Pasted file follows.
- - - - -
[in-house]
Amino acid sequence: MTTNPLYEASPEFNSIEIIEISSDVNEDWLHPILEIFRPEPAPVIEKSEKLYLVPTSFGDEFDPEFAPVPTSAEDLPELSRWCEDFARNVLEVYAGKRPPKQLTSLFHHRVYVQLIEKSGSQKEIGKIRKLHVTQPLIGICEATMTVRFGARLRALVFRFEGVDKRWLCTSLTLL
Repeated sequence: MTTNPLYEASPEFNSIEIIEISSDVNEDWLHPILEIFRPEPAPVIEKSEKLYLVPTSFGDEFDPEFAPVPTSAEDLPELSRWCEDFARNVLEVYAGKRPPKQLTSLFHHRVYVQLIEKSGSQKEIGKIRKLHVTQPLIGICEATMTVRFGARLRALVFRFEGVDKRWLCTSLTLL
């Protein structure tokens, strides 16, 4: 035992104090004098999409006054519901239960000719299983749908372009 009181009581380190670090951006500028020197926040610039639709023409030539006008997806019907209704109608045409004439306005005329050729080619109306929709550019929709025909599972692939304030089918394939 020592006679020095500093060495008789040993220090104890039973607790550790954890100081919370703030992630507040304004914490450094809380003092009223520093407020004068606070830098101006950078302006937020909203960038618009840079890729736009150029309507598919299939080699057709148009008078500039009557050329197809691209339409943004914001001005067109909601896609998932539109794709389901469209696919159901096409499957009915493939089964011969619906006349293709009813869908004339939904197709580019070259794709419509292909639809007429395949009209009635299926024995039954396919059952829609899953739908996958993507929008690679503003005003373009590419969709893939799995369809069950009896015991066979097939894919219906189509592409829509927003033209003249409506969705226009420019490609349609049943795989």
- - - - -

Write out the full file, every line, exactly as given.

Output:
[in-house]
Amino acid sequence: MTTNPLYEASPEFNSIEIIEISSDVNEDWLHPILEIFRPEPAPVIEKSEKLYLVPTSFGDEFDPEFAPVPTSAEDLPELSRWCEDFARNVLEVYAGKRPPKQLTSLFHHRVYVQLIEKSGSQKEIGKIRKLHVTQPLIGICEATMTVRFGARLRALVFRFEGVDKRWLCTSLTLL
Repeated sequence: MTTNPLYEASPEFNSIEIIEISSDVNEDWLHPILEIFRPEPAPVIEKSEKLYLVPTSFGDEFDPEFAPVPTSAEDLPELSRWCEDFARNVLEVYAGKRPPKQLTSLFHHRVYVQLIEKSGSQKEIGKIRKLHVTQPLIGICEATMTVRFGARLRALVFRFEGVDKRWLCTSLTLL
């Protein structure tokens, strides 16, 4: 035992104090004098999409006054519901239960000719299983749908372009 009181009581380190670090951006500028020197926040610039639709023409030539006008997806019907209704109608045409004439306005005329050729080619109306929709550019929709025909599972692939304030089918394939 020592006679020095500093060495008789040993220090104890039973607790550790954890100081919370703030992630507040304004914490450094809380003092009223520093407020004068606070830098101006950078302006937020909203960038618009840079890729736009150029309507598919299939080699057709148009008078500039009557050329197809691209339409943004914001001005067109909601896609998932539109794709389901469209696919159901096409499957009915493939089964011969619906006349293709009813869908004339939904197709580019070259794709419509292909639809007429395949009209009635299926024995039954396919059952829609899953739908996958993507929008690679503003005003373009590419969709893939799995369809069950009896015991066979097939894919219906189509592409829509927003033209003249409506969705226009420019490609349609049943795989």